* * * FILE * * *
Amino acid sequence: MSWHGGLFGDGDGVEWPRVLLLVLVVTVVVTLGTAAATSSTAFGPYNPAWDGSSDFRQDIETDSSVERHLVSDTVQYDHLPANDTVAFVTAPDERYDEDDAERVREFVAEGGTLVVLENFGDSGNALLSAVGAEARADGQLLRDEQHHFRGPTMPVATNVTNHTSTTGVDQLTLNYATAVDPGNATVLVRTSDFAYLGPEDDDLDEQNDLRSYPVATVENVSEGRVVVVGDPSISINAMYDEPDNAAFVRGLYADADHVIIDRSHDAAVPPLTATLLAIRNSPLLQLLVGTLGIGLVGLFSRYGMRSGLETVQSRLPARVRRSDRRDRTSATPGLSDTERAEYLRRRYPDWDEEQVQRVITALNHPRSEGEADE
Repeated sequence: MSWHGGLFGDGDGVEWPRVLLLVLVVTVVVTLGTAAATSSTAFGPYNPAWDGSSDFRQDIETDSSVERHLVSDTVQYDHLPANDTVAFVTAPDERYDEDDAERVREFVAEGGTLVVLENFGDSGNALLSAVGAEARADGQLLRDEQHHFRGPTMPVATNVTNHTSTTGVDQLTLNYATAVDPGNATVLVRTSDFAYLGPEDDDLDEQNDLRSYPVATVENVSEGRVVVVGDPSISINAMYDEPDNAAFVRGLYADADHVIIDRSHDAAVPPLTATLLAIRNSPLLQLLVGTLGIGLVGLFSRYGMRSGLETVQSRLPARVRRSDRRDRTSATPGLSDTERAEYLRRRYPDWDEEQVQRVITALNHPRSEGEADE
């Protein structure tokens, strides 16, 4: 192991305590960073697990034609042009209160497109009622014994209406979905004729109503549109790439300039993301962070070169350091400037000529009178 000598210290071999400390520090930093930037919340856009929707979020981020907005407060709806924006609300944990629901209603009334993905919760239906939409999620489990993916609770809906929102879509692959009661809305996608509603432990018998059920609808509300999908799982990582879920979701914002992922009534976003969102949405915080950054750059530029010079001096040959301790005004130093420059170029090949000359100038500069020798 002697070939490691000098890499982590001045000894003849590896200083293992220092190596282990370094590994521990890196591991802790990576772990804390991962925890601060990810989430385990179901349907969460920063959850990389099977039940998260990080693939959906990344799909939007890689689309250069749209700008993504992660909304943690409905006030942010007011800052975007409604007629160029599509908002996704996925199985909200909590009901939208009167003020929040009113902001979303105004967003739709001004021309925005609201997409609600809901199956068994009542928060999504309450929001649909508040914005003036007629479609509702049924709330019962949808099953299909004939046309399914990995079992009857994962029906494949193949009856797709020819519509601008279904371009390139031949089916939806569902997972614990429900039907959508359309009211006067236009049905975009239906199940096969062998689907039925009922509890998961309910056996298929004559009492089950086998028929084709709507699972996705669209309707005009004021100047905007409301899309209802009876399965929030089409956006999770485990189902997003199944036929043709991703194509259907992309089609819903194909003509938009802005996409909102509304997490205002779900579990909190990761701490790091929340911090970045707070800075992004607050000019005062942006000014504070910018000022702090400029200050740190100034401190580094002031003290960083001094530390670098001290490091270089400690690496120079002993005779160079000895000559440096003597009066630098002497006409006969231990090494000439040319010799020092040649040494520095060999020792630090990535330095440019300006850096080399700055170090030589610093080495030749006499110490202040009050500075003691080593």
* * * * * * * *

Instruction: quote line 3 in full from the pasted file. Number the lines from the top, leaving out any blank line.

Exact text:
């Protein structure tokens, strides 16, 4: 192991305590960073697990034609042009209160497109009622014994209406979905004729109503549109790439300039993301962070070169350091400037000529009178 000598210290071999400390520090930093930037919340856009929707979020981020907005407060709806924006609300944990629901209603009334993905919760239906939409999620489990993916609770809906929102879509692959009661809305996608509603432990018998059920609808509300999908799982990582879920979701914002992922009534976003969102949405915080950054750059530029010079001096040959301790005004130093420059170029090949000359100038500069020798 002697070939490691000098890499982590001045000894003849590896200083293992220092190596282990370094590994521990890196591991802790990576772990804390991962925890601060990810989430385990179901349907969460920063959850990389099977039940998260990080693939959906990344799909939007890689689309250069749209700008993504992660909304943690409905006030942010007011800052975007409604007629160029599509908002996704996925199985909200909590009901939208009167003020929040009113902001979303105004967003739709001004021309925005609201997409609600809901199956068994009542928060999504309450929001649909508040914005003036007629479609509702049924709330019962949808099953299909004939046309399914990995079992009857994962029906494949193949009856797709020819519509601008279904371009390139031949089916939806569902997972614990429900039907959508359309009211006067236009049905975009239906199940096969062998689907039925009922509890998961309910056996298929004559009492089950086998028929084709709507699972996705669209309707005009004021100047905007409301899309209802009876399965929030089409956006999770485990189902997003199944036929043709991703194509259907992309089609819903194909003509938009802005996409909102509304997490205002779900579990909190990761701490790091929340911090970045707070800075992004607050000019005062942006000014504070910018000022702090400029200050740190100034401190580094002031003290960083001094530390670098001290490091270089400690690496120079002993005779160079000895000559440096003597009066630098002497006409006969231990090494000439040319010799020092040649040494520095060999020792630090990535330095440019300006850096080399700055170090030589610093080495030749006499110490202040009050500075003691080593």